art / artist / Words.

Growing Gills With Jessica Abel

Jessica Abel. Photo: Laurène DuCrocq

Jessica Abel did not always want to be an artist. Despite drawing comics all through college, she was an English major with no intention of being a cartoonist.  “I always liked drawing and stuff but I definitely didn’t self-identify as somebody who was going to become an artist until I kind of already was one…I didn’t really have a direction and I just kept making comics until I ended up where I ended up,” she says with a laugh.

These days, Abel is an author, educator, chair of the illustration program at the Pennsylvania Academy of Fine Arts, and a Harvey Award-winning cartoonist with several graphic novels, textbooks, collections, and a podcast to her name. Now she has one more achievement under her belt: she has recently released Growing Gills, Abel’s first non-cartoon based book and foray into self-publishing. The book focuses on being productive when making self-driven creative work, a topic Abel has been writing extensively about on her blog for the last year and a half.

Though she previously explored creative practice in her book and accompanying podcast, Out on the Wire, Gills is more of a handbook for creatives in need of help. It all started in 2015, when she was surveying her mailing list and working group for Out on the Wire podcast, to see how she could keep working with them after the podcast ended. She asked them “‘What’s going on with you? What are you struggling with in your creative life?’ I was looking for answers like ‘I really need storytelling help.’…What I got back was this survey full of anguish about not getting work done at all. Just like ‘I can’t, I’m so stuck, I don’t know what to do. I’m spinning my wheels I feel so much guilt over this and so much anxiety, I can’t focus.’”

To try and address this problem, Abel put together a small online course with “about forty people” using Google Plus, a social media group and email. “That was the initial foray into this creative focus stuff. As a result of that and talking about it with colleagues of mine, I started writing blog posts about it and then built it into the full Creative Focus Workshop.” The blog posts and workshop would eventually bloom into source material for Gills.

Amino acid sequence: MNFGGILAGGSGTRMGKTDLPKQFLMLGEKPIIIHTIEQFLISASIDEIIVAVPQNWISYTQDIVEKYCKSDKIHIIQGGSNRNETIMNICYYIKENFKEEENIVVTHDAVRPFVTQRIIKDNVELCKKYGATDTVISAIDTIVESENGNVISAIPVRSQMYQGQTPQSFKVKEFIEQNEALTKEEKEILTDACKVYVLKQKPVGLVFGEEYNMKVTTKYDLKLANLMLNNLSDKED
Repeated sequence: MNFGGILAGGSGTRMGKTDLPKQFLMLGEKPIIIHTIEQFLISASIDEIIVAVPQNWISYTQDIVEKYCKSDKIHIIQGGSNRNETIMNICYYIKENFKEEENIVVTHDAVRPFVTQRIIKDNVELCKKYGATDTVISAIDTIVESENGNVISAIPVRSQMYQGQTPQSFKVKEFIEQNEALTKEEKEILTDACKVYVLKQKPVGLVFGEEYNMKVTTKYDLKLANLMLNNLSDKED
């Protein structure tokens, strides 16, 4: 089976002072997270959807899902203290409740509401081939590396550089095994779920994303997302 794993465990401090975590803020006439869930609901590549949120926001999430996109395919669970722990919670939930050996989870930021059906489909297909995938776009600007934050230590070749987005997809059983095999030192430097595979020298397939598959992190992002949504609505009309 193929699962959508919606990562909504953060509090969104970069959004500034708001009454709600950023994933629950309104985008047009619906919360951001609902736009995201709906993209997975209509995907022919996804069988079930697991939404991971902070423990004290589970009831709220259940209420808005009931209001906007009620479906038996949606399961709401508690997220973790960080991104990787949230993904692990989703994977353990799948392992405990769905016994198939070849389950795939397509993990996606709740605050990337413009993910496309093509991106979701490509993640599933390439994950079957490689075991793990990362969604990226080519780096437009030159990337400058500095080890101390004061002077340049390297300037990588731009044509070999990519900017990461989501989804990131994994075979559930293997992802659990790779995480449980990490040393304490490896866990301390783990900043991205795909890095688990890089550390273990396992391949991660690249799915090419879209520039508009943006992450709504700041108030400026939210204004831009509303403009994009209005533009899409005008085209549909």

Abel says pulling everything together in book form allowed her to consolidate and organize her thoughts until “everything related to itself in sort of a smart way.” She also found it gave her a chance to “process the ideas again and pull them together in a different way,” helping her come up with “new overarching structures.” This process took her about a month, a major difference from working on a graphic novel which, she “would’ve been drawing … for the next eighteen months.”

“What I figured out is that I’m pretty good at writing a book, like I kinda know how to do that, and what I don’t really know is how to be a publisher,” Abel says with a laugh, noting that self-publishing a book is “certainly harder [than traditionally publishing], because I’m doing everything.” Though she is not “a hundred percent sure that it was the best choice,” Abel decided to self-publish so she could put it out in ebook form. That way she could “have it really cheap and have it easy to get and just have it be accessible and reach the most people I could with it. Reaching a lot of people also implies traditional publishing because the distribution networks are better but … the accessibility of having it really cheap and being able to give it away and do whatever I want with it is very attractive.”